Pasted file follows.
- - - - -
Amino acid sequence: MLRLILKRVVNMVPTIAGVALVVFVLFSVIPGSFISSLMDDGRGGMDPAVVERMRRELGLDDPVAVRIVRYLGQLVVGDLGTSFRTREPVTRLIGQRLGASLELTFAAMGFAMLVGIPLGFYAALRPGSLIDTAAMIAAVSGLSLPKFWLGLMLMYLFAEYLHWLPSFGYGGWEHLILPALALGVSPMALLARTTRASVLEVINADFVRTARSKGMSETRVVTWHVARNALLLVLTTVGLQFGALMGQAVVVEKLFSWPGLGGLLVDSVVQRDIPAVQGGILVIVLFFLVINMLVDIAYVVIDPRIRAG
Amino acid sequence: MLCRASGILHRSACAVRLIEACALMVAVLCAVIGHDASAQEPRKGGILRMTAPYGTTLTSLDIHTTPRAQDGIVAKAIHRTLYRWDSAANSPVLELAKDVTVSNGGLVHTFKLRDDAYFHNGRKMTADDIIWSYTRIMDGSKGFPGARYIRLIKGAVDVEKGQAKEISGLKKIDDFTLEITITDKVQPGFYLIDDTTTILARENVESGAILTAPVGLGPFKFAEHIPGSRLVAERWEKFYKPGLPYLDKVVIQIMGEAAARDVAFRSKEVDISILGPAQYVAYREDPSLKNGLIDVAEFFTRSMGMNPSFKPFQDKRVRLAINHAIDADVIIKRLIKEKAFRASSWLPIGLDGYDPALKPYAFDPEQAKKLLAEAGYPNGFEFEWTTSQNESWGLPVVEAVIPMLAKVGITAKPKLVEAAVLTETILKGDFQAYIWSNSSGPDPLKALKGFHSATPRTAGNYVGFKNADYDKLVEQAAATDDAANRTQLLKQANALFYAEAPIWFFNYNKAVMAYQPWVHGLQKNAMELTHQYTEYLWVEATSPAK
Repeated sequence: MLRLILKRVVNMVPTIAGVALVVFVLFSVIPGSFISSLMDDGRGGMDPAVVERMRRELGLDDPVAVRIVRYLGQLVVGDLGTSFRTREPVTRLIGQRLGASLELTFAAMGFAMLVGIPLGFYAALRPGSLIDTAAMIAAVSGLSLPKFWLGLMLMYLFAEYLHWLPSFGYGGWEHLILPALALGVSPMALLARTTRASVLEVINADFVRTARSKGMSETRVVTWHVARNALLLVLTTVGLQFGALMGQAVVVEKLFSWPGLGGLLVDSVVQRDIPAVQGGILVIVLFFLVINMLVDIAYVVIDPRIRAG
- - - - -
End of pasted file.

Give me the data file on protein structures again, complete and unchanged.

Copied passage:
Amino acid sequence: MLRLILKRVVNMVPTIAGVALVVFVLFSVIPGSFISSLMDDGRGGMDPAVVERMRRELGLDDPVAVRIVRYLGQLVVGDLGTSFRTREPVTRLIGQRLGASLELTFAAMGFAMLVGIPLGFYAALRPGSLIDTAAMIAAVSGLSLPKFWLGLMLMYLFAEYLHWLPSFGYGGWEHLILPALALGVSPMALLARTTRASVLEVINADFVRTARSKGMSETRVVTWHVARNALLLVLTTVGLQFGALMGQAVVVEKLFSWPGLGGLLVDSVVQRDIPAVQGGILVIVLFFLVINMLVDIAYVVIDPRIRAG
Amino acid sequence: MLCRASGILHRSACAVRLIEACALMVAVLCAVIGHDASAQEPRKGGILRMTAPYGTTLTSLDIHTTPRAQDGIVAKAIHRTLYRWDSAANSPVLELAKDVTVSNGGLVHTFKLRDDAYFHNGRKMTADDIIWSYTRIMDGSKGFPGARYIRLIKGAVDVEKGQAKEISGLKKIDDFTLEITITDKVQPGFYLIDDTTTILARENVESGAILTAPVGLGPFKFAEHIPGSRLVAERWEKFYKPGLPYLDKVVIQIMGEAAARDVAFRSKEVDISILGPAQYVAYREDPSLKNGLIDVAEFFTRSMGMNPSFKPFQDKRVRLAINHAIDADVIIKRLIKEKAFRASSWLPIGLDGYDPALKPYAFDPEQAKKLLAEAGYPNGFEFEWTTSQNESWGLPVVEAVIPMLAKVGITAKPKLVEAAVLTETILKGDFQAYIWSNSSGPDPLKALKGFHSATPRTAGNYVGFKNADYDKLVEQAAATDDAANRTQLLKQANALFYAEAPIWFFNYNKAVMAYQPWVHGLQKNAMELTHQYTEYLWVEATSPAK
Repeated sequence: MLRLILKRVVNMVPTIAGVALVVFVLFSVIPGSFISSLMDDGRGGMDPAVVERMRRELGLDDPVAVRIVRYLGQLVVGDLGTSFRTREPVTRLIGQRLGASLELTFAAMGFAMLVGIPLGFYAALRPGSLIDTAAMIAAVSGLSLPKFWLGLMLMYLFAEYLHWLPSFGYGGWEHLILPALALGVSPMALLARTTRASVLEVINADFVRTARSKGMSETRVVTWHVARNALLLVLTTVGLQFGALMGQAVVVEKLFSWPGLGGLLVDSVVQRDIPAVQGGILVIVLFFLVINMLVDIAYVVIDPRIRAG